Cell line murine glomerular mesangial MES-13 cells (MMCs) and primary rat mesangial cells (RMCs) were used in this study. Dulbecco’s modified Eagle’s medium (DMEM) supplemented with 5% fetal bovine serum (FBS), 100 U/ml penicillin, 100 μg/ml streptomycin, and 14 mM HEPES was used to culture cells unless otherwise stated. Cells were routinely passaged by trypsinization after they reached 80% confluence using 10-cm culture dishes and incubating them at 37°C in a humidified chamber with a 5% CO2/95% air mixture. RMCs were obtained by culturing glomeruli isolated from kidneys of 100- to 150-g male Sprague-Dawley rats by conventional sieving methods as described previously [30]. Cells were cultured in DMEM containing 20% fetal bovine serum (FBS), 100 U/ml penicillin, 100 μg/ml streptomycin, 44 mM NaHCO3, and 14 mM HEPES.

Cell viability

Viability was measured using the Cell Titer 96™ AQueous cell viability assay kit (Promega, Madison, WI, USA). This assay is based on the cellular conversion of the colorimetric reagent MTS (3,4-(5-dimethylthiazol-2-yl)-5-(3-carboxymethoxy-phenyl)-2-(4-sulfophenyl)-2 H-tetrazolium salt) in the presence of electron-coupling reagent phenazine methosulfate into soluble formazan by dehydrogenase, which was only found in metabolically active condition in living cells. Formazan formation was measured on the basis of increased absorbance at 490 nm.

[3H]Thymidine incorporation

DNA synthesis was measured by incorporation of [3H]thymidine into cellular DNA. Cells were seeded in 96-well microtiterplates in a density of 5 × 104 cells/ml in medium containing 5% FBS. After attachment of the cells overnight, [3H]thymidine was added to the medium (1 μCi/ml), and then cells were incubated for an additional 18 h. At the end of the labeling period, the cells were washed twice with PBS, and harvested onto glass filters with an automated 96-well glass fiber harvester (PerkinElmer, Waltham, MA, USA). The radioactivity retained on the filter was measured by a scintillation β-counter (PerkinElmer).

Annexin-V FITC and PI double staining

The annexin V/propidium iodide (PI) (Takara Bio, Mountain View, CA, USA) was used to quantify numbers of apoptotic cells. Cells were washed twice with PBS and stained with annexin V and PI for 20 min at room temperature. The level of apoptosis was determined by measuring the fluorescence of the cells by flow cytometry analysis. (Becton Dickinson, San Jose, CA). Data acquisition and analysis were performed by the CellQuest program (Becton Dickinson).

Measurement of NADPH oxidase activity

Superoxide production was measured in total cell homogenates by using lucigenin-derived chemiluminescence as described previously [31]. Briefly, 50 μg of protein was diluted in 500 μl of 50 mM phosphate buffer containing 1 mM EGTA and 150 mM sucrose. Dark-adapted lucigenin was added to the sample, and chemiluminescence measurement was immediately started. Chemiluminescence (in arbitrary units) was measured at 15 s intervals for 1 min in a Tropix TR717 luminometer. NADPH (100 μM), a necessary substrate for NADPH oxidase, was added to optimize the detection NADPH oxidase-related superoxide anion. The protein levels were measured by the BCA Kit.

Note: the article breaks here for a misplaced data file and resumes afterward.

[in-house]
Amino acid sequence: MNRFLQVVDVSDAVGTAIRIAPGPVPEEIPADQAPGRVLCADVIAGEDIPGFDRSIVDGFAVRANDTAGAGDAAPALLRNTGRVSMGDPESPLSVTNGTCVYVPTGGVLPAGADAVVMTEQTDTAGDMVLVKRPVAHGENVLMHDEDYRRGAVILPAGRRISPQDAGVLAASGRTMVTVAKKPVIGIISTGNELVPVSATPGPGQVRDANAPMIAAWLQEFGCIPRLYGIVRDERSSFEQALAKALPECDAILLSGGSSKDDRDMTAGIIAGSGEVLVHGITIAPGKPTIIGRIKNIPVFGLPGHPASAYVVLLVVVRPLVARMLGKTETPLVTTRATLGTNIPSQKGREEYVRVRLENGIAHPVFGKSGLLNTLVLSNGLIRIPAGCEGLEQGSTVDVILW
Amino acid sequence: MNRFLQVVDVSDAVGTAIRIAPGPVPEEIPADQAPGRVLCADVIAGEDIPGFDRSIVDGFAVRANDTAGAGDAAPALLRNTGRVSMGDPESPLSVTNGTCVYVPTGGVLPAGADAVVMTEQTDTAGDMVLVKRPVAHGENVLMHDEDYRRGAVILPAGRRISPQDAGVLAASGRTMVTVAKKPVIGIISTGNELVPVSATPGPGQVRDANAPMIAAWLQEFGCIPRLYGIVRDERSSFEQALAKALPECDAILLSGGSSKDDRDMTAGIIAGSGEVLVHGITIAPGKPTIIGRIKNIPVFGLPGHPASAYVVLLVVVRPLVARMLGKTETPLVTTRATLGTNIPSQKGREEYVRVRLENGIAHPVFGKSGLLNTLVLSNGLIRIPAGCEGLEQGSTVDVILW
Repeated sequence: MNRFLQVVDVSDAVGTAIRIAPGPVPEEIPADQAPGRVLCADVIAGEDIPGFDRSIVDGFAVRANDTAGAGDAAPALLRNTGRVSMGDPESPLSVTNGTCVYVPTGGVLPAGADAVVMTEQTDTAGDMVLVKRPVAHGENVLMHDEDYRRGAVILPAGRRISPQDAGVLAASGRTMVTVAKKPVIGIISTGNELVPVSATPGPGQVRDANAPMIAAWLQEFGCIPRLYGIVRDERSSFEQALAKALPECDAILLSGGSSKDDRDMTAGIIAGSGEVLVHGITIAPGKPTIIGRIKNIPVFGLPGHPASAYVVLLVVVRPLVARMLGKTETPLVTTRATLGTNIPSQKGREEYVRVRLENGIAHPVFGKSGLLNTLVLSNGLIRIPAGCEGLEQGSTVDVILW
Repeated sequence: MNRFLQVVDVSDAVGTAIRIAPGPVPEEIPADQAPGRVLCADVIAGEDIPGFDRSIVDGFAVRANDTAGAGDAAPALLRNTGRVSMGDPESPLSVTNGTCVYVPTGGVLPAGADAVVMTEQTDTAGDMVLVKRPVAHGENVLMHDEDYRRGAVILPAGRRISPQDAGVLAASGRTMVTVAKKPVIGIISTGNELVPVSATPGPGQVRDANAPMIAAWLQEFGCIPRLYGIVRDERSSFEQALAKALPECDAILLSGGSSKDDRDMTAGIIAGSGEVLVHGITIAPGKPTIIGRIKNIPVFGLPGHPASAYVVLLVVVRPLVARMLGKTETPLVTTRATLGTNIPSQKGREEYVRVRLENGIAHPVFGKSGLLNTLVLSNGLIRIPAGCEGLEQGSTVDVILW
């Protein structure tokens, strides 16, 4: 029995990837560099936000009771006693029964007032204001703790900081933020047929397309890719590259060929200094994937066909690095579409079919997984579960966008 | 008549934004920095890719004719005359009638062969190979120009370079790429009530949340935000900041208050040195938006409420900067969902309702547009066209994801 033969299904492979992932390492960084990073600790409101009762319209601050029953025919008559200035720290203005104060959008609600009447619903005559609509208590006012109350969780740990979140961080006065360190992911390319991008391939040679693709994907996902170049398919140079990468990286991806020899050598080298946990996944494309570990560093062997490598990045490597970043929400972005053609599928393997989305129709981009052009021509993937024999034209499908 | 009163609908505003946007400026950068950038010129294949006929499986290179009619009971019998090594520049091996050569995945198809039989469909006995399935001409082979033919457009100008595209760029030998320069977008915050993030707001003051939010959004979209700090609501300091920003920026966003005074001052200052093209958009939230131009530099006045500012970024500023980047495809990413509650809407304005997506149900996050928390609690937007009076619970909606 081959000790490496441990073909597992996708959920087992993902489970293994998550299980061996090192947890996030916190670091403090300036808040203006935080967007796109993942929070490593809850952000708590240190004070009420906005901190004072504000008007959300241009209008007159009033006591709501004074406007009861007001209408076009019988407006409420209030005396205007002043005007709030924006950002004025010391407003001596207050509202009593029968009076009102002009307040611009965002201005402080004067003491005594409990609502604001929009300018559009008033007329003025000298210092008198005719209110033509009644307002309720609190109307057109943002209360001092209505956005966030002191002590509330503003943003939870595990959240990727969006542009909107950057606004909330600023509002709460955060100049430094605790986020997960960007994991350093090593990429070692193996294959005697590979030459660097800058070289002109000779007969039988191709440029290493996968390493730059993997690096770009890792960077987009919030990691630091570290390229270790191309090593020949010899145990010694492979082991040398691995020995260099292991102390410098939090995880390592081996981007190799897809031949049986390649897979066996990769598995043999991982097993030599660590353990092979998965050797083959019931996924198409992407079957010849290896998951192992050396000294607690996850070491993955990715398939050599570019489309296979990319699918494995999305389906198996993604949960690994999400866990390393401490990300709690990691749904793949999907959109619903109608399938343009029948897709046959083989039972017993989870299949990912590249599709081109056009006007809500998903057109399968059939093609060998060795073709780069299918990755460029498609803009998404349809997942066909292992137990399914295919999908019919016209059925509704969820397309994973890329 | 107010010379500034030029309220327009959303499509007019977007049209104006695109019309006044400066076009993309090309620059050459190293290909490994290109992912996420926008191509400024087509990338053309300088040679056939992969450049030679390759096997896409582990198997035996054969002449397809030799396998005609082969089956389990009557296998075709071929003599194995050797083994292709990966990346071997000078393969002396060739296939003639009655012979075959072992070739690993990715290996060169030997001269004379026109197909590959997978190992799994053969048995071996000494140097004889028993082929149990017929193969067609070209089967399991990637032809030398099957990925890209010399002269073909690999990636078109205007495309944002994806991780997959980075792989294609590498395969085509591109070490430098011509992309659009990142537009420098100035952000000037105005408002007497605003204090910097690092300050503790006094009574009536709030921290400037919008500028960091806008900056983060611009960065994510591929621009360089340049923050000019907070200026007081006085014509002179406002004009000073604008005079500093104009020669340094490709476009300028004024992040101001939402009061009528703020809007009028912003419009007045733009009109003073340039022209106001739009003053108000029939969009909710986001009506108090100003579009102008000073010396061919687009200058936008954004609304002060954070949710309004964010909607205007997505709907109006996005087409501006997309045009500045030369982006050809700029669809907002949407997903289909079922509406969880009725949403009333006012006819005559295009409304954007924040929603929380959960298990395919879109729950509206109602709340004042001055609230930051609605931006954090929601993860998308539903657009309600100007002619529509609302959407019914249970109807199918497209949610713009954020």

Detection of intracellular reactive oxygen species (ROS)

Intracellular ROS generation was detected by flow cytometry using peroxide-sensitive 2′, 7′-dichlorofluorescein diacetate (DCFH-DA) fluorescent probe (Thermo Fisher Scientific, Waltham, MA, USA). In brief, cells (5 × 105) were incubated with 50 μM DCFH-DA. DCFH-DA was converted by intracellular esterases to DCFH. In the presence of the proper oxidant, DCFH was oxidized into the highly fluorescent 2′, 7′-dichlorofluorescein (DCF). After incubation, cells were resuspended in ice-cold PBS and placed on ice in darkness for flow cytometry analysis.

Calpain activity assay

Cells were cultured in 24-well plates. Cells were loaded with 40 μM Suc-Leu-Leu-Val-Tyr-AMC (a calpain protease substrate) and treated with OTA for indicated timing at 37°C in a humidified 5% CO2 incubator. Quantitation of 7-amino-4-methylcoumarin (AMC) fluorescence can be used to measure enzyme activity. Proteolysis of the fluorescent probe was monitored using a fluorescent plate reading system (BioAssay Systems, Hayward, CA, USA) with filter settings of 360 ± 20 nm for excitation and 460 ± 20 nm for emission.

Calpain siRNA transfection assay

Calpain 1 siRNA (sc-29886; Santa Cruz Biotechnology, Dallas, Texas, USA) was used for transient transfection of mesangial cells with Lipofectin 2000 (Invitrogen-Thermo Fisher Scientific, Waltham, MA, USA) to suppress the expression of regulatory subunit of calpain. After 36 h of the initial transfection and treatment, cell lysates were collected and analyzed using Western blotting to confirm the expressions of proteins.

Western blot analysis

Whole cell lysates were prepared and analyzed by Western blotting as described previously [32]. Proteins in cell lysates were separated by precast 8-20% SDS-polyacrylamide gel electrophoresis, and then electrophoretically transferred from the gel onto polyvinylidene difluoride membranes. After blocking, blots were incubated with anti-GRP78, anti-GRP94, anti-phospho-PERK, anti-caspase-12, anti-caspase-7, anti-CHOP, anti-PARP, and anti-β-actin antibodies (Santa Cruz Biotechnology) and anti-eIF2α (Cell Signaling Technology, Danvers, MA, USA) in PBS within 0.1% Tween 20 for 1 h followed by two 15 min washes in PBS with 0.1% Tween 20. The membranes were then incubated with horseradish peroxidase-conjugated secondary antibodies for 60 min. Detection was performed with Western blotting reagent ECL (Amersham-GE Healthcare Life Sciences, Pittsburgh, PA, USA), and chemiluminescence was exposed by the Kodak X-Omat films.

Statistical analyses

Results are expressed as means ± SEM. For multiple comparisons, results were analyzed by ANOVA followed by Fisher’s test. P<0.05 was considered statistically significant.

CONFLICTS OF INTEREST

The authors declare no competing financial interest.

GRANT SUPPORT

This work was supported by grants from the Ministry of Science and Technology of Taiwan (MOST104-2314-B-002-126-MY3).